Phoenix Alpha 1

The fundamental tactics of Phoenix Point are top-shelf. They work well, the scale is quite impressive, and the levels detailed and deliciously destructible. But it's also a game that shares about 99% of its mechanical DNA with the recent crop of XCOM games. The reason Phoenix Point is so easy to play is because you've played it before. More of such quality is welcome, but swatting ennui will come when we start to see the meta elements. The aesthetic can only carry the game for so long. There's talk of Phoenix Point's overarching strategic module taking many cues from grand strategy games, though I suspect it will be a while before this ambitious vision is knitted into the tactical level.

Even so, I already like it more than XCOM. I like the limber, grotesque physicality of these enemies and the ability to be surgical with the zoomed targeting. The atmosphere is unsettling and the sound design decidedly eerie. These are early days, and while the grand sinews of the intermission are currently missing in action, 2019 could very well be Phoenix Point's year.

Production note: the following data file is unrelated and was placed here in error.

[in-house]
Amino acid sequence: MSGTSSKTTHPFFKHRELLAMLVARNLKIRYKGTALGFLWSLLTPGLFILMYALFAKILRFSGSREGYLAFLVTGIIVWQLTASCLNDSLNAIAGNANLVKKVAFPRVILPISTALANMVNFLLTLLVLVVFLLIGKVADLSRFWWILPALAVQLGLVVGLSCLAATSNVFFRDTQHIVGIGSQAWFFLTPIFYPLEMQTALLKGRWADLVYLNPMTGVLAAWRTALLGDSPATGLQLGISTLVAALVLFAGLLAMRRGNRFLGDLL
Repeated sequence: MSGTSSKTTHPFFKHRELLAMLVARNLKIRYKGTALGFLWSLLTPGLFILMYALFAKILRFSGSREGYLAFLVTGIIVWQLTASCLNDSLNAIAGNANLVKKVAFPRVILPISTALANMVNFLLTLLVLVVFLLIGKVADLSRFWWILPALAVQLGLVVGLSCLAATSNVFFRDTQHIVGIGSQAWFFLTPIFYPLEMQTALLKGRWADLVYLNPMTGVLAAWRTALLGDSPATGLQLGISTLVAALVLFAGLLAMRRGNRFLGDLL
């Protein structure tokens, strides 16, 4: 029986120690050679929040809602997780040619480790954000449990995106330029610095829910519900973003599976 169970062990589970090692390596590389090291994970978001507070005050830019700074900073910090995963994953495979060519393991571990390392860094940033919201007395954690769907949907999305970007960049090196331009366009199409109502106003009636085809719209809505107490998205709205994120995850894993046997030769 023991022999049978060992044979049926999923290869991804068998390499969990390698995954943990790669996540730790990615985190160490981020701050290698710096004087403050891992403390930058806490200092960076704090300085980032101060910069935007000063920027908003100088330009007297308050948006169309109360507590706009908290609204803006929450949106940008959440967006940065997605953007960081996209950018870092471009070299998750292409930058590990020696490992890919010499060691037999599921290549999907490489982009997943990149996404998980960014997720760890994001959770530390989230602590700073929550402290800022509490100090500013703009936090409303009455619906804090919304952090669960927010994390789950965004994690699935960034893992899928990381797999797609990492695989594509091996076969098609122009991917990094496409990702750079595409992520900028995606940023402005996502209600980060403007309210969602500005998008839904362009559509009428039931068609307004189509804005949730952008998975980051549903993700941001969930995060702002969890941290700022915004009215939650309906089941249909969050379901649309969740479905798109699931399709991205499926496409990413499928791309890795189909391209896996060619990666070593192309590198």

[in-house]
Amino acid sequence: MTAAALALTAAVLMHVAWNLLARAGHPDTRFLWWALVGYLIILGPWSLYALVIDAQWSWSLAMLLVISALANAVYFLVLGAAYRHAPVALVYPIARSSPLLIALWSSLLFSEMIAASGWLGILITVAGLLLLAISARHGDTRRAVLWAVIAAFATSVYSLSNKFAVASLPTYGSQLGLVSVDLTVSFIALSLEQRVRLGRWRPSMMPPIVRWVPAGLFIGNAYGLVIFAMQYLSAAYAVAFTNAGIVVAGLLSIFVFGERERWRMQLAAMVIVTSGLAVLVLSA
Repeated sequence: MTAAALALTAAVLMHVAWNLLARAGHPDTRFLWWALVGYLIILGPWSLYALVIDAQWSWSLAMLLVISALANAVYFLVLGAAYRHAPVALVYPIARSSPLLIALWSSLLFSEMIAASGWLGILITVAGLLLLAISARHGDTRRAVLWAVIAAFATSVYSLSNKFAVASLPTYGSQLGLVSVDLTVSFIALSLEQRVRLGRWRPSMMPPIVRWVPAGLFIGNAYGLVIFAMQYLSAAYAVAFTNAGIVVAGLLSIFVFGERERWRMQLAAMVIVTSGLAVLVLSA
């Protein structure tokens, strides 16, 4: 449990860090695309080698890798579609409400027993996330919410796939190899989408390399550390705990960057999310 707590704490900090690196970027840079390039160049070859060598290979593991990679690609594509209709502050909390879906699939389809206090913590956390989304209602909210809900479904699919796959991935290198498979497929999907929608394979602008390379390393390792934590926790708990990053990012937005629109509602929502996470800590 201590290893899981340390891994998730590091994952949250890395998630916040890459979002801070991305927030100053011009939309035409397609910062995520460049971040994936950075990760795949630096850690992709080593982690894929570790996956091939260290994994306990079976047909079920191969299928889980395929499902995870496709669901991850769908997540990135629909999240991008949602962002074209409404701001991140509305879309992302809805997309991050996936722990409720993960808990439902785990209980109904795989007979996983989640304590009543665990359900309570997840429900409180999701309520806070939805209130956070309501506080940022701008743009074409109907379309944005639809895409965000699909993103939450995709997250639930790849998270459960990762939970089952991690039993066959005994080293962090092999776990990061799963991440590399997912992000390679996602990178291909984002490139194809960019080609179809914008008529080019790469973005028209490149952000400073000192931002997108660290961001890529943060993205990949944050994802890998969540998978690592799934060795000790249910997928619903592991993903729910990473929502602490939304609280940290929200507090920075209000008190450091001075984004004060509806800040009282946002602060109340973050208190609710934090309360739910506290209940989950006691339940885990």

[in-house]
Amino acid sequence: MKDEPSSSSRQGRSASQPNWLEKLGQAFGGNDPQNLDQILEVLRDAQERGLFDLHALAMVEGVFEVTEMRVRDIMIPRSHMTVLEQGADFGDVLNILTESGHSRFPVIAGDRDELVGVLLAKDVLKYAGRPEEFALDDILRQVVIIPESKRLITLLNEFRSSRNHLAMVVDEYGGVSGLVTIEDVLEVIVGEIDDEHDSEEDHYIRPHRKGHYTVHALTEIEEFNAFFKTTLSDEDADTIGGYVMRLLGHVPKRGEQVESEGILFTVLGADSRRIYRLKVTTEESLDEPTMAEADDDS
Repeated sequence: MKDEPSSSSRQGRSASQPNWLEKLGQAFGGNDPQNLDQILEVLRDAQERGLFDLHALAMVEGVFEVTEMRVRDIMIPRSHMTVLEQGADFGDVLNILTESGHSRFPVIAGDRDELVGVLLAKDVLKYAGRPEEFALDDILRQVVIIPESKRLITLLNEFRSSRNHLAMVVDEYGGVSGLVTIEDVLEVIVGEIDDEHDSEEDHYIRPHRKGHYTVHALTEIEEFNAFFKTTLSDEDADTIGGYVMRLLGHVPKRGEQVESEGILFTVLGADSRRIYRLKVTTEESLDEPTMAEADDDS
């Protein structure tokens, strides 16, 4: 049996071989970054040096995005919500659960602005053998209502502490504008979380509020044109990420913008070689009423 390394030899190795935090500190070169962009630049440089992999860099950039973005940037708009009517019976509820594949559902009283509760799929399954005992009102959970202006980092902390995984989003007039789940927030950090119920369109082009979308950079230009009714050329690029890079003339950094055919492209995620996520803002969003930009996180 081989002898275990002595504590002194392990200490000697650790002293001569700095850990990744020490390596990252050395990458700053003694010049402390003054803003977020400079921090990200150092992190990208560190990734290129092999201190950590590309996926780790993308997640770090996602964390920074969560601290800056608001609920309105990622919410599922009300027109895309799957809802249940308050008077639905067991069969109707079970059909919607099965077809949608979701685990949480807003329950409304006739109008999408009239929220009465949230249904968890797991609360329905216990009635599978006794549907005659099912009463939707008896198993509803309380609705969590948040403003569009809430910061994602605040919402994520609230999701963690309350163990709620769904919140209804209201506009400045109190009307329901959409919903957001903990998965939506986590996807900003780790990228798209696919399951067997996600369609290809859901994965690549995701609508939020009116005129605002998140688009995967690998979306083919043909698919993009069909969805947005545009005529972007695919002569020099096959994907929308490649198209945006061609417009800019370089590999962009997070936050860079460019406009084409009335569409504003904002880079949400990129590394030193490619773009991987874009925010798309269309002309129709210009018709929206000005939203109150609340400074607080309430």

Phoenix Point is due out early 2019, although you can start playing the alpha now if you pre-order.



Log in to join the discussion.

Related Posts from Strategy Gamer